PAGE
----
Toby Phoebe E. Adams, Esq. is a rather long title. Also a rather new one. I used to just be Toby: mom, activist, perpetual student. Now I am also an attorney. I live in Northern California. I was born in 1964 on the east coast. I am bisexual. I am married to a woman. We have a special needs child, who also happens to be entering teenager-hood. I have been clean and sober for a long time, but seem to be perpetually a newcomer in some other areas of life. I have had a lot of jobs (DJ, seamstress, roadie, etc.) and done a lot of things (ski bum, hanggliding, IEP meetings, etc.)… and I’m only about half way through this long strange trip called life.
The following is a longer Bio:
In May 2012 I graduated with distinction in the top 15% of my class at University of the Pacific, McGeorge School of Law. I took and excelled in Family Law, Juvenile Law, Sexual Orientation and Gender Law, Mental Disability Law, and the ADA. I have held many law clerk positions, including at the Legal Aid Society Employment Law Center, the National Center for Lesbian Rights, and the Transgender Law Center. With an MBA, a paralegal degree, and many years of professional experience, I am not your typical new attorney. In addition to my many years helping families with their legal document needs I have also worked as a law clerk helping dozens of LGBT people and their families with issues of custody and alternative family legal status, and helping disabled employees filing employment discrimination claims.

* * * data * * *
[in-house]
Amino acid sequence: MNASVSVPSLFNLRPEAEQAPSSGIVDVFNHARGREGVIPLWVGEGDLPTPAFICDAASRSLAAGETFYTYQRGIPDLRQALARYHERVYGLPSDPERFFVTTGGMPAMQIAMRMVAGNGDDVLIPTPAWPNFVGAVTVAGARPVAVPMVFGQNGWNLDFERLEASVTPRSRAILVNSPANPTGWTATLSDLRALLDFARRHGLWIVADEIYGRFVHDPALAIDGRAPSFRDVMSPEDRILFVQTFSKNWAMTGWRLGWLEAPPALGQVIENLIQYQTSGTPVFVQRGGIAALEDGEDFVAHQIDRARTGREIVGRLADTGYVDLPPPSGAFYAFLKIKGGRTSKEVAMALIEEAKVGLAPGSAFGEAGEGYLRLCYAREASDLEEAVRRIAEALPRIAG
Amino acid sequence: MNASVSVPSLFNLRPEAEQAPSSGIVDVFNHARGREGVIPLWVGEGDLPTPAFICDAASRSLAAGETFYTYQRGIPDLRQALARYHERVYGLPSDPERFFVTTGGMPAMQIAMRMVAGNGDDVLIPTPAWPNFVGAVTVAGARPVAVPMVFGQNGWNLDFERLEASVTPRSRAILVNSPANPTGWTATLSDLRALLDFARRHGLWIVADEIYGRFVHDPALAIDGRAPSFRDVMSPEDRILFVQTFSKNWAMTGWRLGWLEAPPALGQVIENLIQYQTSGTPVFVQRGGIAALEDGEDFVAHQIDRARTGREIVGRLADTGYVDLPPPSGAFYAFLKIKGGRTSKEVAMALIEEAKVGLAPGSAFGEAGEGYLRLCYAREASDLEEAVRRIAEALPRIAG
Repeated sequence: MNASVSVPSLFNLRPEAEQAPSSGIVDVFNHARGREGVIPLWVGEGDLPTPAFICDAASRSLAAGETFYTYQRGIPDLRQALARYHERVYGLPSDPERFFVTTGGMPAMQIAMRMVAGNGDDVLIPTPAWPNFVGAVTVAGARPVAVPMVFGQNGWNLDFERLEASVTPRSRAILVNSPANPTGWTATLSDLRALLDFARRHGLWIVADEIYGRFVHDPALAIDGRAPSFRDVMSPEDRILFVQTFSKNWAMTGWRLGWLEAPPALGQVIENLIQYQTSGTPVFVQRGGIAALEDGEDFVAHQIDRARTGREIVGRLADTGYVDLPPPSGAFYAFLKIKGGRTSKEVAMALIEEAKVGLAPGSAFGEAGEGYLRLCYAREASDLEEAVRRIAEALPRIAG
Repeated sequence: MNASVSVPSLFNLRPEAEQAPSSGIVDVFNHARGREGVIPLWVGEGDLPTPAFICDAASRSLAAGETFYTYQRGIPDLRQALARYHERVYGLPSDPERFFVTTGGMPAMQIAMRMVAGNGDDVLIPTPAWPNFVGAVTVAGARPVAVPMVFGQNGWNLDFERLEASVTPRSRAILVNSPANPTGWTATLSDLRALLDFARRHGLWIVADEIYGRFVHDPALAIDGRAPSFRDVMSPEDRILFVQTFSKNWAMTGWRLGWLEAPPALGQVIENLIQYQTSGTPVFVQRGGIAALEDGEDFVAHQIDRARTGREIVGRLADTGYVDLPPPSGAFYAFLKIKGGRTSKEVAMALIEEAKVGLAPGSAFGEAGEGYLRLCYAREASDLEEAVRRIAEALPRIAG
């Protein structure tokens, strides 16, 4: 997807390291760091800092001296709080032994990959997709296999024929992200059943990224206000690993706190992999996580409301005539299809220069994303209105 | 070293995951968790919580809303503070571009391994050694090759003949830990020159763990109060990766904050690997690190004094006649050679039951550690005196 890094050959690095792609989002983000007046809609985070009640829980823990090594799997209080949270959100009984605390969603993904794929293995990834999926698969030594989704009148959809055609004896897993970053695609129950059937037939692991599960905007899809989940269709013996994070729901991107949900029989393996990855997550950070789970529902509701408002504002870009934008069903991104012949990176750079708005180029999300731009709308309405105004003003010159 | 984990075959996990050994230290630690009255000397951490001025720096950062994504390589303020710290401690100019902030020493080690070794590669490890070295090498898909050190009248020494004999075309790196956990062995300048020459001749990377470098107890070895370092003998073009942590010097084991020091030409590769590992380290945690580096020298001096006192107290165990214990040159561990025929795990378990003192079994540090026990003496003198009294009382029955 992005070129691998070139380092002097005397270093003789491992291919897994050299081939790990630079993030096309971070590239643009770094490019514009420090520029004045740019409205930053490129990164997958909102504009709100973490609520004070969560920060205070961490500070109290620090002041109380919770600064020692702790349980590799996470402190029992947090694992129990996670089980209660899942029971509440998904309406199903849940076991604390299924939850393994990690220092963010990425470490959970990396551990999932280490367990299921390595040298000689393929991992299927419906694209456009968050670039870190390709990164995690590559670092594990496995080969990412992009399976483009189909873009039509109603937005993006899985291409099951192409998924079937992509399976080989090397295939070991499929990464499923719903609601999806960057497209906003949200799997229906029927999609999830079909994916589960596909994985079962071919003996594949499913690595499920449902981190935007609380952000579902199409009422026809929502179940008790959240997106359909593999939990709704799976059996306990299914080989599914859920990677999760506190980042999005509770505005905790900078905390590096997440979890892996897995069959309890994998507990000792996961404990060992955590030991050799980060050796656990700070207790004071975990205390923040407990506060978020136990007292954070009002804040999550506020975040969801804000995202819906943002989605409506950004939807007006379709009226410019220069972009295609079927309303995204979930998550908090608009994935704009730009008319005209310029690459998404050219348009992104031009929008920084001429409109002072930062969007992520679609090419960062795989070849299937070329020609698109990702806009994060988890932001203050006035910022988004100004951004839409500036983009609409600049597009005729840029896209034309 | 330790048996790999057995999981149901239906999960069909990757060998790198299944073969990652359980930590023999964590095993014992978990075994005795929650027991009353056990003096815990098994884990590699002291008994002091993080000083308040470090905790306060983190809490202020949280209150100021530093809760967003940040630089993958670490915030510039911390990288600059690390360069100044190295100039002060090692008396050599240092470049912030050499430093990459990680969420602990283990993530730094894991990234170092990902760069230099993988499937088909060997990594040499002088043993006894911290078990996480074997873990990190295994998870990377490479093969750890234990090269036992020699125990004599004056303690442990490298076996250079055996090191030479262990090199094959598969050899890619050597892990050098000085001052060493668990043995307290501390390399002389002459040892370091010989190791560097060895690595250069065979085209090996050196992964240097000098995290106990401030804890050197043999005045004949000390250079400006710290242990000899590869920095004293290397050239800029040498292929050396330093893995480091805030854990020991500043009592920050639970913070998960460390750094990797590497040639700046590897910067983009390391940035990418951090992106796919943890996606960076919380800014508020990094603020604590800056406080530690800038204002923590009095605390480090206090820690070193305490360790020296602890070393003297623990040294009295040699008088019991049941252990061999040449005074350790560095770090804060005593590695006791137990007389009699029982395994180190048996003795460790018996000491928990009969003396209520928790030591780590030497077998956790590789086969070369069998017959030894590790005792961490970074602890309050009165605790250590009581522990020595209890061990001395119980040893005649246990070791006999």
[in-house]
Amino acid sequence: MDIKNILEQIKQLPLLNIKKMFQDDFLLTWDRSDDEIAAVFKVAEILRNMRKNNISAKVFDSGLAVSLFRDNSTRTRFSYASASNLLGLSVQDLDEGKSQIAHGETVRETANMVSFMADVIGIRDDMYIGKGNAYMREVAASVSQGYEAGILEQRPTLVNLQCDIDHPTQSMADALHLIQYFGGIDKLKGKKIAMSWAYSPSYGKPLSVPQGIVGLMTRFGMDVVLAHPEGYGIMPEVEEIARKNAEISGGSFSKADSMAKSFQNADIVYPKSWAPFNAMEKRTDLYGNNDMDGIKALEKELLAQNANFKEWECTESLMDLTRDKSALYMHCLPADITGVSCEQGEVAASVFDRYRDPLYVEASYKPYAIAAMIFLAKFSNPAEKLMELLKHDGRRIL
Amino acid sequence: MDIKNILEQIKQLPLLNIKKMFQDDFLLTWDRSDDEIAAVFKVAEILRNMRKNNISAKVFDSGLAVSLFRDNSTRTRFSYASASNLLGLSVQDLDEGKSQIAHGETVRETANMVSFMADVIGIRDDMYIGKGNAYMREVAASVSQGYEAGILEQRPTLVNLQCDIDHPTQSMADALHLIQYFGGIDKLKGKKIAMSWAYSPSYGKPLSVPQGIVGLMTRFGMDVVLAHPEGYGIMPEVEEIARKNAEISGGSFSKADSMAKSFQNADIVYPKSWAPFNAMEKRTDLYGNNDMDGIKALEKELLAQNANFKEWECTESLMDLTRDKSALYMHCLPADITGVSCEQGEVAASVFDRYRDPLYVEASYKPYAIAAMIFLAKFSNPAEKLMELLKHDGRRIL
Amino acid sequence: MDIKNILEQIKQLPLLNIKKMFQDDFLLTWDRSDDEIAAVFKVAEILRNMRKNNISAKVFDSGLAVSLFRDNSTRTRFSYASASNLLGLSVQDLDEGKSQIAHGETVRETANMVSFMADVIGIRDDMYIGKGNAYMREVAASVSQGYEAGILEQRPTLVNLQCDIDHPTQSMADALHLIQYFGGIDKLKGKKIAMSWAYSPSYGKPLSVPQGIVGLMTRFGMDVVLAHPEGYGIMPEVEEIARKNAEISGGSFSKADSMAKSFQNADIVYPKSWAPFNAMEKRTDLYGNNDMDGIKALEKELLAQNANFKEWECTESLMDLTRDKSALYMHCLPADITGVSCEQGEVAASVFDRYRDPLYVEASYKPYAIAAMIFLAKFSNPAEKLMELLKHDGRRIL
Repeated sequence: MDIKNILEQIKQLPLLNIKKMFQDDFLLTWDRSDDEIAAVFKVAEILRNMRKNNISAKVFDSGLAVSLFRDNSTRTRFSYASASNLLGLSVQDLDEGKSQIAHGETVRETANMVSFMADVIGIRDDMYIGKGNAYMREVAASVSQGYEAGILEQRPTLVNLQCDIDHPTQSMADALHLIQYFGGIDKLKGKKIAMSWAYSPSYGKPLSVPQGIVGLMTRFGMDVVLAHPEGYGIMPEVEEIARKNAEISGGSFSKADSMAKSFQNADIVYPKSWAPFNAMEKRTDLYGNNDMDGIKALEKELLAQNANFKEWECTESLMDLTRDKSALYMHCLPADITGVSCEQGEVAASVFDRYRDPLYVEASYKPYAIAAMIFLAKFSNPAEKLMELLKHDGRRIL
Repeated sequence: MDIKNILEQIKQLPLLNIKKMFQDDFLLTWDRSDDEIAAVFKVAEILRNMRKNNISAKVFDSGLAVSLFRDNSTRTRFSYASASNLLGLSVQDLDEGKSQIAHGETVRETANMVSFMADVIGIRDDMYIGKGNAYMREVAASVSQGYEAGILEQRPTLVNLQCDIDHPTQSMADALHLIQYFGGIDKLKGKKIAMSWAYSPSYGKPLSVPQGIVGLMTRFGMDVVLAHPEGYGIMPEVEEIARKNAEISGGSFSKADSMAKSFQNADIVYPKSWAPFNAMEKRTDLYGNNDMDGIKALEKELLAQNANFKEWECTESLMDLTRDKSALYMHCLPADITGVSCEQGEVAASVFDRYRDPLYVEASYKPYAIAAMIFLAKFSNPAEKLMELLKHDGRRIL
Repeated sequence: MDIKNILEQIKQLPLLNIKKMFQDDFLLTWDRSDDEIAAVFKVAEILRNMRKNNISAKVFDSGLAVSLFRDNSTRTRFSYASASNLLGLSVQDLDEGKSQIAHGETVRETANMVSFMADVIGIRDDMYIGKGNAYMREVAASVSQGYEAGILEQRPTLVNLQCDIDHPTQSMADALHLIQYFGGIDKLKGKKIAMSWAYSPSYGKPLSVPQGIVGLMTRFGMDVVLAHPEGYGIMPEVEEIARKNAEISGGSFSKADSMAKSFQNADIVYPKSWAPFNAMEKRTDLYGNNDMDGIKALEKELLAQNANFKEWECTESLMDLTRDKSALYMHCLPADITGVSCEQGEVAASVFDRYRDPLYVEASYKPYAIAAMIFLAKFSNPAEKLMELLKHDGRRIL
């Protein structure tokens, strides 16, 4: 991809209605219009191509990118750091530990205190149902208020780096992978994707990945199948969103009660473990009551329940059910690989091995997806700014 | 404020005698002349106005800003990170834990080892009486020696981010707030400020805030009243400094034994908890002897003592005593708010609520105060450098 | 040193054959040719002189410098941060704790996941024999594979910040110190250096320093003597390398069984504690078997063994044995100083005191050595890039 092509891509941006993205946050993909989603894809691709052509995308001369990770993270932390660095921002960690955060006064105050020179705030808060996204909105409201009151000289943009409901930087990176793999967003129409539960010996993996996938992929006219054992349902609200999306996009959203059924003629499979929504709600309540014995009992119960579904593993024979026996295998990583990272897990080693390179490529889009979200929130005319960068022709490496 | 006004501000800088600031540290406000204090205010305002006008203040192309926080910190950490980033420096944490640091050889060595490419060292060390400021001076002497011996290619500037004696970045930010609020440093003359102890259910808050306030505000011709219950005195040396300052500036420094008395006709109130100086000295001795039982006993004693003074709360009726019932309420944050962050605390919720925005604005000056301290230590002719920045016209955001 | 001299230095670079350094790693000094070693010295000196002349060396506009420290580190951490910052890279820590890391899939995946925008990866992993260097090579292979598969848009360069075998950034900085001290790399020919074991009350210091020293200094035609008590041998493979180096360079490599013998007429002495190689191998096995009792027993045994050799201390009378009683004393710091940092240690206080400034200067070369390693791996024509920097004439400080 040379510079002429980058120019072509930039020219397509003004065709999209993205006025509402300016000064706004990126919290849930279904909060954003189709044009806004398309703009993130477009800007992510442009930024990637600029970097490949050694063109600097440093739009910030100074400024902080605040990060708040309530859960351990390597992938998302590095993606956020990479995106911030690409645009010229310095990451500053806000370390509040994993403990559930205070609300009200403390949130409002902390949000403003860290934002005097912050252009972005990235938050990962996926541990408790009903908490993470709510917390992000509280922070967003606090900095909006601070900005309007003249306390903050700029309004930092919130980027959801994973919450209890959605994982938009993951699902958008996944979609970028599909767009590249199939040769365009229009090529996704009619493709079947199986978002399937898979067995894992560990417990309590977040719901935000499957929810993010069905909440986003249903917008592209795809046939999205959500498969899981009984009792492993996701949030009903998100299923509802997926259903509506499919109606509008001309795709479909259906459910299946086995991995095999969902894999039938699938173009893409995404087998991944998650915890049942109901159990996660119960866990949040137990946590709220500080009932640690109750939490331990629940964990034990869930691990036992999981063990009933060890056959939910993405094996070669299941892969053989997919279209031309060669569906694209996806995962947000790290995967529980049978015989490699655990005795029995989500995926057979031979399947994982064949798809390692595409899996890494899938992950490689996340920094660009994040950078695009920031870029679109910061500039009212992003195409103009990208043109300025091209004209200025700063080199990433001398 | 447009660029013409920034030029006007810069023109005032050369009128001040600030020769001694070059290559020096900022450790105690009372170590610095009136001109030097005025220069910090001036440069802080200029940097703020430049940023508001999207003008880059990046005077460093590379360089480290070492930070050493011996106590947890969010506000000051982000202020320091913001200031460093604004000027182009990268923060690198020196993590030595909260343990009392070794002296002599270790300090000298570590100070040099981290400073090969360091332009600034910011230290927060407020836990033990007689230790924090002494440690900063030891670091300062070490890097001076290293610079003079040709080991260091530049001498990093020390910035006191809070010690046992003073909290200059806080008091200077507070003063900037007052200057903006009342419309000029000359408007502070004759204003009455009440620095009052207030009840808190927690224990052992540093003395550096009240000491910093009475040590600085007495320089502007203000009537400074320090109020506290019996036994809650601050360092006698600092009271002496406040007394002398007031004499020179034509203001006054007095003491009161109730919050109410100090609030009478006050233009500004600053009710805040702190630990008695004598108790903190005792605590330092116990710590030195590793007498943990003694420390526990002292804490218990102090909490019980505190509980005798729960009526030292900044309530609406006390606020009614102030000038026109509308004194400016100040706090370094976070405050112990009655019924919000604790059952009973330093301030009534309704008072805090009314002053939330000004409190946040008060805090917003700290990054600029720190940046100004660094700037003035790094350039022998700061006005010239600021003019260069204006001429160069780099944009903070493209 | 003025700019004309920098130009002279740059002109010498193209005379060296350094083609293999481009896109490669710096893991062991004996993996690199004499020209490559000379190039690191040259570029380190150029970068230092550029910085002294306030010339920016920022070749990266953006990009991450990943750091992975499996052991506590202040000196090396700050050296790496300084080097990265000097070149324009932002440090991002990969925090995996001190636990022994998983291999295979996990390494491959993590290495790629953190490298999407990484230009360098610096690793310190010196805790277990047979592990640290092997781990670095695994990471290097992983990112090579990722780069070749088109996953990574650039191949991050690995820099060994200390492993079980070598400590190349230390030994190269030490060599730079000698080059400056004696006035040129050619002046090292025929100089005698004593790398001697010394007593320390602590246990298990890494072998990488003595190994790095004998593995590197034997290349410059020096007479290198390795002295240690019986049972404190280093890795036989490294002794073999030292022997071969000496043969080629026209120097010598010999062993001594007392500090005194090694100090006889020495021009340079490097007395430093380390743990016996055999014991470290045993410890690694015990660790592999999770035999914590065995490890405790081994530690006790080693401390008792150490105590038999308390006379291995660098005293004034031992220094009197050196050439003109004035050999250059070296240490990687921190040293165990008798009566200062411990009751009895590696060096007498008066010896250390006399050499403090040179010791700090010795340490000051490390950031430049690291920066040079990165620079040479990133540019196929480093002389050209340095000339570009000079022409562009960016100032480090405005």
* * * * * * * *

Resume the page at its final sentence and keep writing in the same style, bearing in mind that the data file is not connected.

I have a passion for advancing the civil rights of LGBTQIA people, women, the disabled, and foster children, and am in the process of beginning a career in public service law.
I’ve always been an avid reader and a very academically-driven person. I skipped 2 grades and started college at the age of 16. I attended my first year of college at the school where my mother taught, University of Connecticut, studying Music and Design/Technical Theater Arts, before transferring to Berklee College of Music in Boston to study Music Production and Engineering. I worked part time throughout my college years. After completing all my coursework in 1986 with a 3.06 GPA it took me 2 more years to pass the highest level voice proficiency required for the degree. As I’ve always done, I reached my goal to graduate from Berklee, in spite of all obstacles.
During my final year at Berklee I started my own company: AVATAR Productions. I engineered and produced studio recordings; did sound and lighting for live concerts, plays, and corporate events; and produced videos. I was Assistant Engineer on an album released by CBS records, and on scores for the American Repertory Theater, among many others. One of my biggest accomplishments in the entertainment business was winning the Sigma Theta Tau Media Award for Excellence in Nursing Journalism for production of “MICA: Problems and Solutions in Treating the Mentally Ill/Chemically Addicted” (educational video, 1991). During these years I even managed to attend night school for a year at Northeastern University to become fluent in American Sign Language, a language I had always wanted to learn.